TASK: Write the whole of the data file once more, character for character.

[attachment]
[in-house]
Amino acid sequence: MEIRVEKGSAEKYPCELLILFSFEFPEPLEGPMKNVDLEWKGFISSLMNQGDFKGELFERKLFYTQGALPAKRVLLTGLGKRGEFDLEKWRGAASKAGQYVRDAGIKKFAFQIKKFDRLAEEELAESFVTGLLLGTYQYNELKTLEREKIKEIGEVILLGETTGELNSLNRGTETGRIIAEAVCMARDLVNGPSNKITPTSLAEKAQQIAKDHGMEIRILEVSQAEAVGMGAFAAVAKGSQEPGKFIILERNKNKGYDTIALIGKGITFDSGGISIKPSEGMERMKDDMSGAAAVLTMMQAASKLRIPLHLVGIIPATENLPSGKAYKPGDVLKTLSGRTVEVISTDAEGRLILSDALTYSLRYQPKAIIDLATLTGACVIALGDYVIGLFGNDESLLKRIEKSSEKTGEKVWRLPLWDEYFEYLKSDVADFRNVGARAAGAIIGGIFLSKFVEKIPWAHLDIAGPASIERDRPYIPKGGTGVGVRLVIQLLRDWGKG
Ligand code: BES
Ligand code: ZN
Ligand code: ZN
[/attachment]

[in-house]
Amino acid sequence: MEIRVEKGSAEKYPCELLILFSFEFPEPLEGPMKNVDLEWKGFISSLMNQGDFKGELFERKLFYTQGALPAKRVLLTGLGKRGEFDLEKWRGAASKAGQYVRDAGIKKFAFQIKKFDRLAEEELAESFVTGLLLGTYQYNELKTLEREKIKEIGEVILLGETTGELNSLNRGTETGRIIAEAVCMARDLVNGPSNKITPTSLAEKAQQIAKDHGMEIRILEVSQAEAVGMGAFAAVAKGSQEPGKFIILERNKNKGYDTIALIGKGITFDSGGISIKPSEGMERMKDDMSGAAAVLTMMQAASKLRIPLHLVGIIPATENLPSGKAYKPGDVLKTLSGRTVEVISTDAEGRLILSDALTYSLRYQPKAIIDLATLTGACVIALGDYVIGLFGNDESLLKRIEKSSEKTGEKVWRLPLWDEYFEYLKSDVADFRNVGARAAGAIIGGIFLSKFVEKIPWAHLDIAGPASIERDRPYIPKGGTGVGVRLVIQLLRDWGKG
Ligand code: BES
Ligand code: ZN
Ligand code: ZN